Lessons on Adoption and Foster Care I’ll Never Forget
By: Julia Venable, Heart Gallery AmeriCorps Member
If you would have spoken with me in 2012 about my career goals, experience involving adoption and/or foster care would have been low on my list—probably not even on my radar. I was naïve. I was naïve in thinking that foster care was an entity with little connections to me and my future goals. For this reason, I am eternally grateful for the YWCA AmeriCorps program for leading me to Heart Gallery Alabama and EMPOWER at the University of South Carolina for leading me to AmeriCorps.
My experience at Heart Gallery has broadened my worldview. Before coming to HGA, I knew little about foster care and adoption, and what I thought I knew had been shaped by others comments rather than my own research/experience.
- I thought most children in foster care had lost their parents because of death. The reality is more heartbreaking and hard to understand than I ever imagined. I am continually inspired by the children we serve as they show great resilience and coping through the unfairness and betrayal they have experienced.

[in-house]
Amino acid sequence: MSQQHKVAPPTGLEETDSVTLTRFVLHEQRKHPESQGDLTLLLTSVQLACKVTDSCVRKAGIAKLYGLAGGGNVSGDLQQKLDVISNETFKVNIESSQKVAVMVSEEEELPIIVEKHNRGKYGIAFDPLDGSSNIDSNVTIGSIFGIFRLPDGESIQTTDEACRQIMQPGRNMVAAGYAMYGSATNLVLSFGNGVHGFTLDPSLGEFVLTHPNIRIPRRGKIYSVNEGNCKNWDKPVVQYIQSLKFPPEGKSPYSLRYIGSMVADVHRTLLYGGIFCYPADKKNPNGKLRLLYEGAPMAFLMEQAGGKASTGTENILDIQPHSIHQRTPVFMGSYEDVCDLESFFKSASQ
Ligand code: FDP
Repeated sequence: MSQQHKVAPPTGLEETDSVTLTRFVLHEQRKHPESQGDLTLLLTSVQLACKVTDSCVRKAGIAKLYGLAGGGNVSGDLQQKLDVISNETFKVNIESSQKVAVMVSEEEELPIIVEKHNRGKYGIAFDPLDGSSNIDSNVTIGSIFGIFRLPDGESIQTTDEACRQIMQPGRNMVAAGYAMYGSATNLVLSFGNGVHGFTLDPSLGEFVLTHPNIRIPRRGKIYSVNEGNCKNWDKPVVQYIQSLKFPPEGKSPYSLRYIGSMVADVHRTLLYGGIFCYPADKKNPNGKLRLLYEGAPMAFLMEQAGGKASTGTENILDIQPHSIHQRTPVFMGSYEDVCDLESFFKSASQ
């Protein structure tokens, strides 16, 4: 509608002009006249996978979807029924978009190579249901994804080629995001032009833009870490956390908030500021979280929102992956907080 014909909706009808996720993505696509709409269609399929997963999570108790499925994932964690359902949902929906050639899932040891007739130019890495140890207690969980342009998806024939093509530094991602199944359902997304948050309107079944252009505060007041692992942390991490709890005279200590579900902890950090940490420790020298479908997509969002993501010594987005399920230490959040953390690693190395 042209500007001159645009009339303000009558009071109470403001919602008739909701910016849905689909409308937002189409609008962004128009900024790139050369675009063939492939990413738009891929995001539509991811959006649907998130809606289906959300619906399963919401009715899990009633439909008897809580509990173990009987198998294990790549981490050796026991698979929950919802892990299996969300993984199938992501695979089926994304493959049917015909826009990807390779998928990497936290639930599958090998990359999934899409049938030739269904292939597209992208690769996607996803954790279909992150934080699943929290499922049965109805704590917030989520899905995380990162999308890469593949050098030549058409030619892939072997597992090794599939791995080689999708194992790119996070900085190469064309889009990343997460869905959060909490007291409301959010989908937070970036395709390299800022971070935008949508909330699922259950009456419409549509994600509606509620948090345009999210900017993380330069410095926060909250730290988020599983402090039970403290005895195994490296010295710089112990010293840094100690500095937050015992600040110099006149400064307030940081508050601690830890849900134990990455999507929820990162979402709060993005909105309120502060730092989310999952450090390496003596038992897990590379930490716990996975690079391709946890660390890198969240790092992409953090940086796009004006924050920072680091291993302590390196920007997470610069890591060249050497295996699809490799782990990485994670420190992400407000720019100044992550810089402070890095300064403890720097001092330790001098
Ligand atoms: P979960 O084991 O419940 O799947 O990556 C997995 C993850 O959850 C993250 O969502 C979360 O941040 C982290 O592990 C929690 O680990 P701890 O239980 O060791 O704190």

- I thought the goal of foster care was to separate families. This is a hard one for some families to understand. While there are over 5,000 children in foster care in Alabama and almost 400,000 worldwide, and the primary goal of foster care is to unite children back with their families.
- I thought all children are adopted if parental rights are terminated. It seems like so many families want to adopt, so how could this not be true? Well, in Alabama children can decide not to be adopted at age 14. Unfortunately, not all children in foster care are adopted, and sometimes they have given up hope or lost trust in the adults around them. An organization called the Camellia Network was created to support children who aged out of foster care or were in care when they were 17. You can create a page similar to Facebook to support the youth to reach their goals.
- I thought adoption was a fairy tale ending. Adopting and fostering is hard work, and I admire the families who commit to caring for the children. The reality is that a fairy tale ending may be happily ever after—but there will still be some hard times and bad days. Children in foster care have experienced traumatic experiences—experiences that don’t just go away with the signing of adoption papers. I recently read the book The Connected Child that shares ways to hopefully get through the tough times to build a bond of love, acceptance, and trust.
It is easy to look at these lessons and feel overwhelmed, but I try to take what I’ve learned as fuel to continue to keep advocating, donating, and maybe even one day adopting or fostering. Adoption and foster care affects all of us, whether directly or indirectly, and there is always a way that people can help.
What are some myths you believed about foster care and adoption? What are some organizations you support that help children and youth in foster care and/or adoptive families? We’d love to hear from you!